02-06-2012, 06:29 PM
  #8
Foal
Today, we headed out on the trail and he tried the same thing as we were leaving. He gave his little rear and wanted to go back. I growled at him to knock it off and was grabbing the extra rein to give him a swat, but just the growl did it. He went along and did not act up again.

I am scared to give him a whack, but I know I will do it if I have to. Every time I ride, I feel like I know him better and I gain some confidence. His tantrum is kind of like a joke because it is so mild, but like I said before, I know this kind of thing can escalate. I want to nip it in the bud and not have it become a problem.

I told the boarding owner what he was up to and she said to do exactly what you all said. A whack and push him forward. Lunging for just a few circles each way, does get him focused though and seems to help. He isn't a horse with excess energy, so it's not like I have to work him in the round pen first. I just need him to believe I am his leader on the ground and saddle.
     
    02-06-2012, 08:18 PM
  #9
Super Moderator
Waydago! Next time, all you'll have to do is show him that rein out of the corner of his eye, and he'll go for you. Just be aware that it's ok to "threaten" a little (i.e. Showing him the whip, without actually striking him) IF he responds. If one demonstration does not get a real change, then wait NO more than a secone, a half second, and smack him to make sure he knows it's real. Threatening, and threatening and blustering and such , without proof of impact, will only make your horse up his dare.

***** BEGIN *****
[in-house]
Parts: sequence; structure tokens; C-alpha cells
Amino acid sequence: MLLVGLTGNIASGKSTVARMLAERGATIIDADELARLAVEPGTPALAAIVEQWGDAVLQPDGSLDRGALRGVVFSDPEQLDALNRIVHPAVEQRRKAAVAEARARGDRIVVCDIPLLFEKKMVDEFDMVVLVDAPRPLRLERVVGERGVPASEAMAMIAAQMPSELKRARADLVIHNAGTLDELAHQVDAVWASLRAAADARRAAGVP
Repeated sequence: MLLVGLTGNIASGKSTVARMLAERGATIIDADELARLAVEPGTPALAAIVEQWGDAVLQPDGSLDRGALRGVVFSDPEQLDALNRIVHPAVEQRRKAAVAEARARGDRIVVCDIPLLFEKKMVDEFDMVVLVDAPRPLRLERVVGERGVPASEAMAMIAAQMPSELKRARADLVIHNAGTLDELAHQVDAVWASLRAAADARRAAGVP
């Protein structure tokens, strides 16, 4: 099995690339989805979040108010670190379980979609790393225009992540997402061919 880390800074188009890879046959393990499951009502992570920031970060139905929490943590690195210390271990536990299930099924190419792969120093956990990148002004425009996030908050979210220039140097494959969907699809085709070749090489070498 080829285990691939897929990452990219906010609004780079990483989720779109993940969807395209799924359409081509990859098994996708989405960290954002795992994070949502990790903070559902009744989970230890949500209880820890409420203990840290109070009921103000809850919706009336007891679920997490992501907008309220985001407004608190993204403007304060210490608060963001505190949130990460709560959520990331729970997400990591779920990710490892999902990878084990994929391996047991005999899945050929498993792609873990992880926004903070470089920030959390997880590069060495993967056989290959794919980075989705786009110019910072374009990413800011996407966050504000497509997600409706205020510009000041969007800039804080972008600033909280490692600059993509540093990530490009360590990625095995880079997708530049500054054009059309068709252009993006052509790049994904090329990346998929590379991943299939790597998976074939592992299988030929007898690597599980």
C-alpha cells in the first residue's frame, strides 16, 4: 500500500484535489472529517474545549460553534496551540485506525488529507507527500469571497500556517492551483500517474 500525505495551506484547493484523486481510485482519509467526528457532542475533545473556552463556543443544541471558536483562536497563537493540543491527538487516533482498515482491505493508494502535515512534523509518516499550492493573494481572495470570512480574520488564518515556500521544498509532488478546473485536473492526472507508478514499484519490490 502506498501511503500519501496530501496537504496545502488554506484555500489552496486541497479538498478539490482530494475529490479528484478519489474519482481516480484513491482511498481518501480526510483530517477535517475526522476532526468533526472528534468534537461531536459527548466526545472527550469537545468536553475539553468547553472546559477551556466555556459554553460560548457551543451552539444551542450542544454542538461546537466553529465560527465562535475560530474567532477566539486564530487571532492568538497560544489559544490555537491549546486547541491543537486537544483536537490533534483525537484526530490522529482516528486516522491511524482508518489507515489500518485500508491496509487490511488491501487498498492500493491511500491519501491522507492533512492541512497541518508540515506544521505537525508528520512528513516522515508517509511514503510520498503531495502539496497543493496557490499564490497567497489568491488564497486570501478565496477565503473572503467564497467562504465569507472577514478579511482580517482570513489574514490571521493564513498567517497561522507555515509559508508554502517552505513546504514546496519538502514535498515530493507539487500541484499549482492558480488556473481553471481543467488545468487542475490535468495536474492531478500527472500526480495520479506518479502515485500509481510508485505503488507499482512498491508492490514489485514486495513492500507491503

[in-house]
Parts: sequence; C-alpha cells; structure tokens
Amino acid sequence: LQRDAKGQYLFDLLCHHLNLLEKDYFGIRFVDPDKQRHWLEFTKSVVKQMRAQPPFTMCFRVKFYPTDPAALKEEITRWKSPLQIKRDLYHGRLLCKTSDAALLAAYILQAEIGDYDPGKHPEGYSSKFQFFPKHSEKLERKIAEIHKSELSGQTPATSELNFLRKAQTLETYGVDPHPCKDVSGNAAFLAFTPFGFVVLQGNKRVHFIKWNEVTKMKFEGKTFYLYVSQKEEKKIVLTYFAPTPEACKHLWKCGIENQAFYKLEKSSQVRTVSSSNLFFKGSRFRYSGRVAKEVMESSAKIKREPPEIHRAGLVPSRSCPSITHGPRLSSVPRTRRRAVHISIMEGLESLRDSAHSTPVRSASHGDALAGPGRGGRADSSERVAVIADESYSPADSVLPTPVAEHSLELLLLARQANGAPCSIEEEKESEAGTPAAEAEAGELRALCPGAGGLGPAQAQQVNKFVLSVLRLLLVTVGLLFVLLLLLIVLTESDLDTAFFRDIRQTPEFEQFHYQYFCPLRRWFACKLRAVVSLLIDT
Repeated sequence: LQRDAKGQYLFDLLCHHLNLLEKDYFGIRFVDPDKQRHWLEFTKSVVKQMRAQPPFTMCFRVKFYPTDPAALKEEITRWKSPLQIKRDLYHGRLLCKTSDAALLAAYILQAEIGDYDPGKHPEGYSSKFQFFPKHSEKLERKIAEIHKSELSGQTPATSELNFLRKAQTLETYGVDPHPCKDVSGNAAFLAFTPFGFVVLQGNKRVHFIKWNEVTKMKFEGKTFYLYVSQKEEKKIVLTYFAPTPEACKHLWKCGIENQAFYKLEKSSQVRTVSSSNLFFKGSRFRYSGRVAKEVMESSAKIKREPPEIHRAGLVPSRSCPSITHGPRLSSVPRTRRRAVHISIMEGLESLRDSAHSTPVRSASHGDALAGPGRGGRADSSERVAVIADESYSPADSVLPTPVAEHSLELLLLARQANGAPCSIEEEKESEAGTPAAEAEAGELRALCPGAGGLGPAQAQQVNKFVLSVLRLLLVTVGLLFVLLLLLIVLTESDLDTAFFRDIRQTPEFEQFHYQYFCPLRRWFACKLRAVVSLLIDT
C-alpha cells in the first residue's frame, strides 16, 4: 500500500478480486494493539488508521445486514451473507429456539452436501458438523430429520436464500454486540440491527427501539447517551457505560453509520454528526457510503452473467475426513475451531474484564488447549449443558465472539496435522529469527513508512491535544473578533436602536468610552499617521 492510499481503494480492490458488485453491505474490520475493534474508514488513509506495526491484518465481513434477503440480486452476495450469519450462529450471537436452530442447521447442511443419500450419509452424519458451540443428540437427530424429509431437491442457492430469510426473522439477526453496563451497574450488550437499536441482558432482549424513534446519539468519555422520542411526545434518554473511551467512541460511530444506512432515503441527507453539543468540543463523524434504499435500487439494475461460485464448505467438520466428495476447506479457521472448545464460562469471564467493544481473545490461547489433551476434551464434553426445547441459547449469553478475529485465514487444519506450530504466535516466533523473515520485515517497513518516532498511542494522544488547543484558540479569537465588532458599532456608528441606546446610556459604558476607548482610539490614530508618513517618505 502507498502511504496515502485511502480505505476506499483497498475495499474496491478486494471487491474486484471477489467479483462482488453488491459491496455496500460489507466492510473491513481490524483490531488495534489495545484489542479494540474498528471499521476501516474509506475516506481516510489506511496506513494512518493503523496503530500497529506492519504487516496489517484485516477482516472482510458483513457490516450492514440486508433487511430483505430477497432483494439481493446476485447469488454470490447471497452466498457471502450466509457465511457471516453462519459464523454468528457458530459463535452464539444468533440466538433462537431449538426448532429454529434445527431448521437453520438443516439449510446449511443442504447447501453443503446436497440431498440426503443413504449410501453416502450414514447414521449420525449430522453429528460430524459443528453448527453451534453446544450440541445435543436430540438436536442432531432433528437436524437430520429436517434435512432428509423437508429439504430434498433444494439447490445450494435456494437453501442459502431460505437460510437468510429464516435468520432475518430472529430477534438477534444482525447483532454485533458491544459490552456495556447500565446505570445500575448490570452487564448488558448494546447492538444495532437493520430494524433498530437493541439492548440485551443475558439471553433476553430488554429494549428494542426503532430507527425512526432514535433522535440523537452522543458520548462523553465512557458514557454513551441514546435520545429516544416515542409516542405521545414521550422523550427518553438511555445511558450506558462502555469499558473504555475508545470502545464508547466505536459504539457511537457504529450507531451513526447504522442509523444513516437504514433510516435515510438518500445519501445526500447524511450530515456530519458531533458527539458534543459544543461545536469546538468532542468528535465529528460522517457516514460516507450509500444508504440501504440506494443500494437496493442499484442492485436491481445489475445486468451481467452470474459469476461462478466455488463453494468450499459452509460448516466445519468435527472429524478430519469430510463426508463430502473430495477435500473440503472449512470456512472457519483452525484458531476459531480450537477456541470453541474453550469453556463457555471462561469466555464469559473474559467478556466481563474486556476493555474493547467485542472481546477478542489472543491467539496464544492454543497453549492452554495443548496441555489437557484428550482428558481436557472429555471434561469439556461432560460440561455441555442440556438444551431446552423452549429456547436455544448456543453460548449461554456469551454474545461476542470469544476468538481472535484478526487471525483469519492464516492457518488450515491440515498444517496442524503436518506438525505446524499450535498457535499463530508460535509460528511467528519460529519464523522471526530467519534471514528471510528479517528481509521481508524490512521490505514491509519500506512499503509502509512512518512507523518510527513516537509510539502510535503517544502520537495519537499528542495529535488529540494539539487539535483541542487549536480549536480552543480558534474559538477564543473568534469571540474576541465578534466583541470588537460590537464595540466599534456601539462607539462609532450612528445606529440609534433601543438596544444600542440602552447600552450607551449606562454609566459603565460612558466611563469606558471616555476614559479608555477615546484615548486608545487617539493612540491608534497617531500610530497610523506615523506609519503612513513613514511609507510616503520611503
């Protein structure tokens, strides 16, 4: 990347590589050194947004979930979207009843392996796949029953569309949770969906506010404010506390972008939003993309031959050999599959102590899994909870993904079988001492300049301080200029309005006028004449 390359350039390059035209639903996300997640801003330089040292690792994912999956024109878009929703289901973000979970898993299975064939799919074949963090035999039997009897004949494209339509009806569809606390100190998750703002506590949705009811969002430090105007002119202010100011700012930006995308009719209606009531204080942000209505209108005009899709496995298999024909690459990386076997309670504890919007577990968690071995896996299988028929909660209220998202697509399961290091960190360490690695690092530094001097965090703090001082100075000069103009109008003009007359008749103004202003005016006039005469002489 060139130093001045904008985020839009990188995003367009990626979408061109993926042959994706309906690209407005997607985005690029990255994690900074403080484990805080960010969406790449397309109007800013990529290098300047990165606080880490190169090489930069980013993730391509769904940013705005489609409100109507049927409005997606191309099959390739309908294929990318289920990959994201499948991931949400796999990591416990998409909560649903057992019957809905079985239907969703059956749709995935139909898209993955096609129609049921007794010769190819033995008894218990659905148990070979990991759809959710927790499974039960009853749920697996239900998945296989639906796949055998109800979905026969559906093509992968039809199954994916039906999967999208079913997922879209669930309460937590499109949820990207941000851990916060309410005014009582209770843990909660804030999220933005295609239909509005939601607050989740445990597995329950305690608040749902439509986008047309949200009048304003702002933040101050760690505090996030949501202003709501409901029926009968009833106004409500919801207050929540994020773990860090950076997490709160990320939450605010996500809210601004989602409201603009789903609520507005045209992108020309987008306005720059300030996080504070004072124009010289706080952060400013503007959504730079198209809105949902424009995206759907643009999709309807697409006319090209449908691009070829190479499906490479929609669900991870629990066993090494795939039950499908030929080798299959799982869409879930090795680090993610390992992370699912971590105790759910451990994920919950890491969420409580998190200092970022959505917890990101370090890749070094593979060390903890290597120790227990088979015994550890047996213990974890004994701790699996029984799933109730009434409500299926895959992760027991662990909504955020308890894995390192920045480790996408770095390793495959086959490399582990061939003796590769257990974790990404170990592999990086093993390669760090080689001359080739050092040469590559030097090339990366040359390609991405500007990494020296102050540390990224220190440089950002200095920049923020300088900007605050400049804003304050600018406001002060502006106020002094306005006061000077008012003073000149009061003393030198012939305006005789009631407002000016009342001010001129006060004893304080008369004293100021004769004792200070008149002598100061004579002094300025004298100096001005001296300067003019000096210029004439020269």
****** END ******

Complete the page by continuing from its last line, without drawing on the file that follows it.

Growls are good tools~!
     
    02-06-2012, 09:59 PM
  #10
Foal
Tinyliny- "Upping" his dare has already happened a little. I used to lunge with a swinging lead rope. One day he stopped and looked at me head on and had this look in his eye that said, "You are not going to do ANYTHING with that lead rope, so I'm not going to move anymore." So, I bought a whip and have every intention of giving a little tap if need be. He takes me quite serious now. I also feel braver just knowing if I had to protect myself for any reason that I am in a much better position with a whip versus a soft rope.
I totally get what you were saying and I know that I have to make good on this threat. Freaks me out a bit to smack him, but I will do it if he tries to do that naughty boy stuff again! :)
     

Thread Tools

Similar Threads
Thread Thread Starter Forum Replies Last Post
Was he throwing a tantrum or was this aggression? netty83 Horse Talk 51 03-14-2012 10:24 AM
Foot Stompin Tantrum ! Dusty1228 Horse Talk 2 03-08-2011 03:08 AM
Having fun in the Arena Azale1 Horse Videos 14 08-13-2010 09:40 PM
arena etiquette M2twisted Horse Riding 15 09-14-2009 07:57 PM
Arena? CowPony Barn Maintenance 14 01-06-2009 08:48 PM



All times are GMT -4. The time now is 04:08 PM.


Powered by vBulletin® Version 3.8.5
Copyright ©2000 - 2014, Jelsoft Enterprises Ltd.
Search Engine Friendly URLs by vBSEO 3.6.0